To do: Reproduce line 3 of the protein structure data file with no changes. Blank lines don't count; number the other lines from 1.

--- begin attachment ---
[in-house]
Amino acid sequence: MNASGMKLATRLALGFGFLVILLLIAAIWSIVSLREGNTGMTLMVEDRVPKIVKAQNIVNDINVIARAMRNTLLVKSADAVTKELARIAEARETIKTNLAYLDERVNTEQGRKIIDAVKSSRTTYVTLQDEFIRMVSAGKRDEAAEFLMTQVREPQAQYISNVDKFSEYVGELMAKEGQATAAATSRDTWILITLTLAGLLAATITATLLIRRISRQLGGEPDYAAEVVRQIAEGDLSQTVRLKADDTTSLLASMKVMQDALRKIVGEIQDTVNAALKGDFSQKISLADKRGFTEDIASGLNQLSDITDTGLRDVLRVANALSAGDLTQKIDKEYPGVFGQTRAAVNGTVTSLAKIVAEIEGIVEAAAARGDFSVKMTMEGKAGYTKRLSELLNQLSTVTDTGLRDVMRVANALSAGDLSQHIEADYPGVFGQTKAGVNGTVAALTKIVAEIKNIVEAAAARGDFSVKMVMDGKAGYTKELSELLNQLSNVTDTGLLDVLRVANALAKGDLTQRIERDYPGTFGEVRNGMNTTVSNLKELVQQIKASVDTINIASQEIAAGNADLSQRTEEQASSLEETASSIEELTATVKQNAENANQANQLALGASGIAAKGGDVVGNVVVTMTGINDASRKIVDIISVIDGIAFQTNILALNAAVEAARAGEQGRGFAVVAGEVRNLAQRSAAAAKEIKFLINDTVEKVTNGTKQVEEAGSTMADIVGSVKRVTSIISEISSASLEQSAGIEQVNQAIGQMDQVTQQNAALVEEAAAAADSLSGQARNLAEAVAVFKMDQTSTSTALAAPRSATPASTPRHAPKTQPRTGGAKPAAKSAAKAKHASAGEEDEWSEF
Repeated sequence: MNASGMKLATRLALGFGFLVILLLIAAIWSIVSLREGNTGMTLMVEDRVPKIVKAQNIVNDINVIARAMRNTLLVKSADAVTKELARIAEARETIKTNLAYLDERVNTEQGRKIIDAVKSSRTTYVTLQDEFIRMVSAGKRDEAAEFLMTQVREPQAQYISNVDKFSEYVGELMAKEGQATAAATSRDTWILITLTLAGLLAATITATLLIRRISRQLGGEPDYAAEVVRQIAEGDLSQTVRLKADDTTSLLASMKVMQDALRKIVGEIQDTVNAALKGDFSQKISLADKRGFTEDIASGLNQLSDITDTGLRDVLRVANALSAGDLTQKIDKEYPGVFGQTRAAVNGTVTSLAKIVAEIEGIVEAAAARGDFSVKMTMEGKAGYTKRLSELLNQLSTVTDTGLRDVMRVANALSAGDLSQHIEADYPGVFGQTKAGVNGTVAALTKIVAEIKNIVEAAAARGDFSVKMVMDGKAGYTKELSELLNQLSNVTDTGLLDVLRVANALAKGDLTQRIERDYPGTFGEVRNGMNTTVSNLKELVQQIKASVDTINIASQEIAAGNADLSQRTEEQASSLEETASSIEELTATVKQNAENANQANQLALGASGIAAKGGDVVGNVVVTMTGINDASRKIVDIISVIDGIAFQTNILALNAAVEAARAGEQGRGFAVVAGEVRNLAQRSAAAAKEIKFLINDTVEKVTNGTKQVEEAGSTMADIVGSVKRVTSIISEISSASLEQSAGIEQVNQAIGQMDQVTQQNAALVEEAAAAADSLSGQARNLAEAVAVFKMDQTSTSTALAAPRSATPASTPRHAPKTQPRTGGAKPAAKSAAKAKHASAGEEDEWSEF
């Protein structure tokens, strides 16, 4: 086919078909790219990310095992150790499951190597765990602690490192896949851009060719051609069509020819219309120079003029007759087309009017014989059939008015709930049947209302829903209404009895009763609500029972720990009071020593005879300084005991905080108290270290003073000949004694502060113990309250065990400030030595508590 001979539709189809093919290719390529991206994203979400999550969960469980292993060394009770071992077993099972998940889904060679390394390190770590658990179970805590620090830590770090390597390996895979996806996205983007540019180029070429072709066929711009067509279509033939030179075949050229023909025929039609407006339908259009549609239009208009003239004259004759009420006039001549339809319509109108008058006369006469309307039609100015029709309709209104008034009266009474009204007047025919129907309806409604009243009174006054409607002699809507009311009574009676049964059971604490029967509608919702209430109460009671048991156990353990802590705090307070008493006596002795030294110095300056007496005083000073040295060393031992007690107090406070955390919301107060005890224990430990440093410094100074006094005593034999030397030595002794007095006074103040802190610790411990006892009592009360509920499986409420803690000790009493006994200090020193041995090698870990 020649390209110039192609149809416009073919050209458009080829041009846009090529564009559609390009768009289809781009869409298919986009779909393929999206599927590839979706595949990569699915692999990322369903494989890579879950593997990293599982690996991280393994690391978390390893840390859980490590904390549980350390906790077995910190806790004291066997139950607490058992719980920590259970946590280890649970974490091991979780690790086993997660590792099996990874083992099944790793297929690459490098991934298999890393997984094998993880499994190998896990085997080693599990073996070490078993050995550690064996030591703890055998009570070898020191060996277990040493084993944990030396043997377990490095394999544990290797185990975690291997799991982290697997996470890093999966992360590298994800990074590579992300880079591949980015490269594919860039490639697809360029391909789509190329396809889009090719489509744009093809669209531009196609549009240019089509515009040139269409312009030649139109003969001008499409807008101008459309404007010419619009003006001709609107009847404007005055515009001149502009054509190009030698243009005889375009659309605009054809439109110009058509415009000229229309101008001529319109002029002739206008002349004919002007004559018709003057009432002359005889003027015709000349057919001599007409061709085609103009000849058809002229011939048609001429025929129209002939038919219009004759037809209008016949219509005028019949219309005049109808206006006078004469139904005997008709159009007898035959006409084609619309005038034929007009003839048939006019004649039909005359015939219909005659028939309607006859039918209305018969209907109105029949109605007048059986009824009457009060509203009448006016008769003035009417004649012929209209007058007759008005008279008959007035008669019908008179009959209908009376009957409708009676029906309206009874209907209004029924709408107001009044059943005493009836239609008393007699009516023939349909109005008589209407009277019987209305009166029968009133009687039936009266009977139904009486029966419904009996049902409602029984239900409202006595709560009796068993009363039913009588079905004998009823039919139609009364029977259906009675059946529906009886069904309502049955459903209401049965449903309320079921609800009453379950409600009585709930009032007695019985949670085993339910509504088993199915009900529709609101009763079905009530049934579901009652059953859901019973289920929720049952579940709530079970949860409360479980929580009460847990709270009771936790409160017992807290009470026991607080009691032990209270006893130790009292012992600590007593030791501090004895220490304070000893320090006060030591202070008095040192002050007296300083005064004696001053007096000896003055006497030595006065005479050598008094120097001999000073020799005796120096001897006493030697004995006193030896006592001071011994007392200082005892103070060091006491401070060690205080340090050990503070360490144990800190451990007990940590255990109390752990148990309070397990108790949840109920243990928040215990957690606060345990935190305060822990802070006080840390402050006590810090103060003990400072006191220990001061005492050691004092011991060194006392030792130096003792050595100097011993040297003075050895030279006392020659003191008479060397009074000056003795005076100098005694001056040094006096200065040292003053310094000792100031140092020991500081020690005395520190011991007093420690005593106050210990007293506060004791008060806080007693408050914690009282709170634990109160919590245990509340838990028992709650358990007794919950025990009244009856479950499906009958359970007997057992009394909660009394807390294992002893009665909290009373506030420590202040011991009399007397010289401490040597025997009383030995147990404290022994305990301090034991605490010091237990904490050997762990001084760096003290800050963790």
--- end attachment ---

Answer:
Repeated sequence: MNASGMKLATRLALGFGFLVILLLIAAIWSIVSLREGNTGMTLMVEDRVPKIVKAQNIVNDINVIARAMRNTLLVKSADAVTKELARIAEARETIKTNLAYLDERVNTEQGRKIIDAVKSSRTTYVTLQDEFIRMVSAGKRDEAAEFLMTQVREPQAQYISNVDKFSEYVGELMAKEGQATAAATSRDTWILITLTLAGLLAATITATLLIRRISRQLGGEPDYAAEVVRQIAEGDLSQTVRLKADDTTSLLASMKVMQDALRKIVGEIQDTVNAALKGDFSQKISLADKRGFTEDIASGLNQLSDITDTGLRDVLRVANALSAGDLTQKIDKEYPGVFGQTRAAVNGTVTSLAKIVAEIEGIVEAAAARGDFSVKMTMEGKAGYTKRLSELLNQLSTVTDTGLRDVMRVANALSAGDLSQHIEADYPGVFGQTKAGVNGTVAALTKIVAEIKNIVEAAAARGDFSVKMVMDGKAGYTKELSELLNQLSNVTDTGLLDVLRVANALAKGDLTQRIERDYPGTFGEVRNGMNTTVSNLKELVQQIKASVDTINIASQEIAAGNADLSQRTEEQASSLEETASSIEELTATVKQNAENANQANQLALGASGIAAKGGDVVGNVVVTMTGINDASRKIVDIISVIDGIAFQTNILALNAAVEAARAGEQGRGFAVVAGEVRNLAQRSAAAAKEIKFLINDTVEKVTNGTKQVEEAGSTMADIVGSVKRVTSIISEISSASLEQSAGIEQVNQAIGQMDQVTQQNAALVEEAAAAADSLSGQARNLAEAVAVFKMDQTSTSTALAAPRSATPASTPRHAPKTQPRTGGAKPAAKSAAKAKHASAGEEDEWSEF